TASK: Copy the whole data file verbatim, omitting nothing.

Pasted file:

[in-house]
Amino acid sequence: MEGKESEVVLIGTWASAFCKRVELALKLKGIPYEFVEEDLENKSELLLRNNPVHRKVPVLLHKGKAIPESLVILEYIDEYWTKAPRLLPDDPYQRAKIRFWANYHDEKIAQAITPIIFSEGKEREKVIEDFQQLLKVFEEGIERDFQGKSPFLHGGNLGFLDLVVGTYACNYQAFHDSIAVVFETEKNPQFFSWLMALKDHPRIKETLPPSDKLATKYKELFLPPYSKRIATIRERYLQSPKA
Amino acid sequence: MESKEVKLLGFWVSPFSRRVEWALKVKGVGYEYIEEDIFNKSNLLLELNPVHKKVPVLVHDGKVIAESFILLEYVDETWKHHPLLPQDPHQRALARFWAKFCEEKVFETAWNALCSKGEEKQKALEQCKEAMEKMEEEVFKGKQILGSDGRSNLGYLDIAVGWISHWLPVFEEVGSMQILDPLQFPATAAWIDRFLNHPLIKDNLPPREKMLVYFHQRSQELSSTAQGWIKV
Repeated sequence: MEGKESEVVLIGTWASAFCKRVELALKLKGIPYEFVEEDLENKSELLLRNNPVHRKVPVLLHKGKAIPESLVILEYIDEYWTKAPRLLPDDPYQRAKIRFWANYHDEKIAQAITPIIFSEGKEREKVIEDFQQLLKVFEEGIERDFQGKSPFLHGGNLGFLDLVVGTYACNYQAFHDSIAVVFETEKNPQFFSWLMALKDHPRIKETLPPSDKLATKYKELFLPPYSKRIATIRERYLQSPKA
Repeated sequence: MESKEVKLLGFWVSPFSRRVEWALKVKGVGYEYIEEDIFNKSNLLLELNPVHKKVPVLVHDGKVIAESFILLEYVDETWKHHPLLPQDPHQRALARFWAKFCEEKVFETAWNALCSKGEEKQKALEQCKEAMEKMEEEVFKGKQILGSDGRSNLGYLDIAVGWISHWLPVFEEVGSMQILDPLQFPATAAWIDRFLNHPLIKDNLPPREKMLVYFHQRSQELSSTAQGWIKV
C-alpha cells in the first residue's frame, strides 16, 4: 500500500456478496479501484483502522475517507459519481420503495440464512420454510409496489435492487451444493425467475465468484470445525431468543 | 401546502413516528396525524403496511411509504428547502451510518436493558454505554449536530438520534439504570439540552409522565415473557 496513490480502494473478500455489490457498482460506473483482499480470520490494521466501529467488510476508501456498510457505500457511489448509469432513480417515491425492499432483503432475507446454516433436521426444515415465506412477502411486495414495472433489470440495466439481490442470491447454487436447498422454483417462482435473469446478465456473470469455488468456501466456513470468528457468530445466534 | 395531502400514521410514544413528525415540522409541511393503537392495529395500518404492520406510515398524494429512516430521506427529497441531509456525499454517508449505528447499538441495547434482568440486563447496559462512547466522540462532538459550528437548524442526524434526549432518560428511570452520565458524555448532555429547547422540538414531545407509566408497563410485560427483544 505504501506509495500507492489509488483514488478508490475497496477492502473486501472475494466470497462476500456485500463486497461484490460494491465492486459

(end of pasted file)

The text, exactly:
[in-house]
Amino acid sequence: MEGKESEVVLIGTWASAFCKRVELALKLKGIPYEFVEEDLENKSELLLRNNPVHRKVPVLLHKGKAIPESLVILEYIDEYWTKAPRLLPDDPYQRAKIRFWANYHDEKIAQAITPIIFSEGKEREKVIEDFQQLLKVFEEGIERDFQGKSPFLHGGNLGFLDLVVGTYACNYQAFHDSIAVVFETEKNPQFFSWLMALKDHPRIKETLPPSDKLATKYKELFLPPYSKRIATIRERYLQSPKA
Amino acid sequence: MESKEVKLLGFWVSPFSRRVEWALKVKGVGYEYIEEDIFNKSNLLLELNPVHKKVPVLVHDGKVIAESFILLEYVDETWKHHPLLPQDPHQRALARFWAKFCEEKVFETAWNALCSKGEEKQKALEQCKEAMEKMEEEVFKGKQILGSDGRSNLGYLDIAVGWISHWLPVFEEVGSMQILDPLQFPATAAWIDRFLNHPLIKDNLPPREKMLVYFHQRSQELSSTAQGWIKV
Repeated sequence: MEGKESEVVLIGTWASAFCKRVELALKLKGIPYEFVEEDLENKSELLLRNNPVHRKVPVLLHKGKAIPESLVILEYIDEYWTKAPRLLPDDPYQRAKIRFWANYHDEKIAQAITPIIFSEGKEREKVIEDFQQLLKVFEEGIERDFQGKSPFLHGGNLGFLDLVVGTYACNYQAFHDSIAVVFETEKNPQFFSWLMALKDHPRIKETLPPSDKLATKYKELFLPPYSKRIATIRERYLQSPKA
Repeated sequence: MESKEVKLLGFWVSPFSRRVEWALKVKGVGYEYIEEDIFNKSNLLLELNPVHKKVPVLVHDGKVIAESFILLEYVDETWKHHPLLPQDPHQRALARFWAKFCEEKVFETAWNALCSKGEEKQKALEQCKEAMEKMEEEVFKGKQILGSDGRSNLGYLDIAVGWISHWLPVFEEVGSMQILDPLQFPATAAWIDRFLNHPLIKDNLPPREKMLVYFHQRSQELSSTAQGWIKV
C-alpha cells in the first residue's frame, strides 16, 4: 500500500456478496479501484483502522475517507459519481420503495440464512420454510409496489435492487451444493425467475465468484470445525431468543 | 401546502413516528396525524403496511411509504428547502451510518436493558454505554449536530438520534439504570439540552409522565415473557 496513490480502494473478500455489490457498482460506473483482499480470520490494521466501529467488510476508501456498510457505500457511489448509469432513480417515491425492499432483503432475507446454516433436521426444515415465506412477502411486495414495472433489470440495466439481490442470491447454487436447498422454483417462482435473469446478465456473470469455488468456501466456513470468528457468530445466534 | 395531502400514521410514544413528525415540522409541511393503537392495529395500518404492520406510515398524494429512516430521506427529497441531509456525499454517508449505528447499538441495547434482568440486563447496559462512547466522540462532538459550528437548524442526524434526549432518560428511570452520565458524555448532555429547547422540538414531545407509566408497563410485560427483544 505504501506509495500507492489509488483514488478508490475497496477492502473486501472475494466470497462476500456485500463486497461484490460494491465492486459